No food or drink from midnight and the operation was scheduled for 10 am…or so they said. The night was punctuated by the incredible snoring of one of the men in my room. The sound woke me up several times during the night. I can only describe it as sounding like two, not one, bears fighting over some food. It rattled the windows. So what they say about hospitals is true. If you don’t want to sleep, go to a hospital. The student nurses came in early and gave all of us two pills. One to settle the stomach and one for anti-anxiety before the operation. I have to tell you that the anti-anxiety pill (I still don’t know what it was) sent me into orbit. They could have amputated all four limbs and I wouldn’t have cared much. Talk about a flash-back to the days when I still had hair on my head and all of my teeth. I felt like singing “When the moon is in the seventh house and Jupiter aligns with Mars…” I must find out what it was so I can have a supply, you know…just in case I get anxious or something. I mean, it’s always good to be prepared.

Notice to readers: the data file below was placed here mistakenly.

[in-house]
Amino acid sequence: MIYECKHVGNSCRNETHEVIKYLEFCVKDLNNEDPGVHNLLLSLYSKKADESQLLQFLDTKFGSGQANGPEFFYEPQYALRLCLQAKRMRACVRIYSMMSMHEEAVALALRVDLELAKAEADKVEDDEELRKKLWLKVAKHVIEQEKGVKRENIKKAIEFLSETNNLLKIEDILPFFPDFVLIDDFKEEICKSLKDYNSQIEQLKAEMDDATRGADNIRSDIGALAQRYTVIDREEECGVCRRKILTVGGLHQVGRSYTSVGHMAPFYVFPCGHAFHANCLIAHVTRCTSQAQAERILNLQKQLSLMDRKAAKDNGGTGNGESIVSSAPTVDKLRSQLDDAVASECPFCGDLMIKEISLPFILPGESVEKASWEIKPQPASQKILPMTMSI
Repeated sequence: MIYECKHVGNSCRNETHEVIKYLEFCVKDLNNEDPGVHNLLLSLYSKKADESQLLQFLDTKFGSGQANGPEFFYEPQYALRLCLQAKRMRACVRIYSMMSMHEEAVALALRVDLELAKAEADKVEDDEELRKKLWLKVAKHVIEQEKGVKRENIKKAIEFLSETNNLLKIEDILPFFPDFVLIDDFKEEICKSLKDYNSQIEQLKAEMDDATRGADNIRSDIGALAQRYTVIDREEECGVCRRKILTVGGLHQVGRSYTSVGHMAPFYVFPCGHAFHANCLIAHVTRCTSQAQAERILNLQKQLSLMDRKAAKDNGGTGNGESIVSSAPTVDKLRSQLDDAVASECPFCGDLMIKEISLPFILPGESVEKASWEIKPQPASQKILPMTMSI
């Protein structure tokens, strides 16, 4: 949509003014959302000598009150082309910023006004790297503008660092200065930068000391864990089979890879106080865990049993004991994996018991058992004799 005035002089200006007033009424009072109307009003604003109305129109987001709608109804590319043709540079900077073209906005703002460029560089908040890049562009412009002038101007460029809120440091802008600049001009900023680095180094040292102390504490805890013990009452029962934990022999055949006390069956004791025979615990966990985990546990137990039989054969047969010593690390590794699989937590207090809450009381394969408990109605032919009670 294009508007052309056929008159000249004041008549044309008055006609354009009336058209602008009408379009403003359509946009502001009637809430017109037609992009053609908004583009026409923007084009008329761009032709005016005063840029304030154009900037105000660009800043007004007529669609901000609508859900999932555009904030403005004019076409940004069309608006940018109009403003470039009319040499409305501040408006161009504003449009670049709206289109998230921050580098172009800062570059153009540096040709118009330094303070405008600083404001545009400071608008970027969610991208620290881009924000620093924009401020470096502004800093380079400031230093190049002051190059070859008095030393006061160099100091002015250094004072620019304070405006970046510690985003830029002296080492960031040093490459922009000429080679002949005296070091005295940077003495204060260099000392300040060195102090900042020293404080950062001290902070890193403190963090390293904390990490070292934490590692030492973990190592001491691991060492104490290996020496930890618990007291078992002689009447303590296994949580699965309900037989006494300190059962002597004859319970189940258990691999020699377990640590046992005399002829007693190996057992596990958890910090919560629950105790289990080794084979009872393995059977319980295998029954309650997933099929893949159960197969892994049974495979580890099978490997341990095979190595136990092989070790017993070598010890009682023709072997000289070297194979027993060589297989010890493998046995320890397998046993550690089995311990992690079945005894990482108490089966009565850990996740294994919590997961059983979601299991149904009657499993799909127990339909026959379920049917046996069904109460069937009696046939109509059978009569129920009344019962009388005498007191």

I was brought up for my spinal anesthetic around 10.45 am and felt my legs go completely numb. The operation itself took all of a half hour. I couldn’t see the surgeon nor could I feel whatever he was doing but I could hear him laughing. I’m not sure what he was laughing at but being me I was sure it was at my expense. My anesthesiologist who spoke some English was telling me what was happening, but I still really didn’t understand all of it. Afterwards my legs felt like lead for another 4 hours or so. Now I have a slight insight into what people with spinal cord injuries must endure everyday. I would focus my mind on trying to move my toes and nothing worked. It was freaky. Back in my room I was hungry since my last meal was 5 pm the day before. My colleague and friend Susan came to visit and brought some contraband pastries still warm from the oven for me. I inhaled them. So good… Jana came by later and was kind enough to lend me her smart phone to use as a “hot spot” for my computer so I was able to reconnect with the world. What a life-saver. So when I woke up in the night to the polar bear asleep next to me I was able to watch some movies until I was able to doze off again. I realized once again that it is the small things that make a difference. Here I am in a country far away from home in a hospital unable to communicate with my room mates and didn’t feel lonely. I guess I have become comfortable with where I am and who I am with, English or no English. Friends make the difference.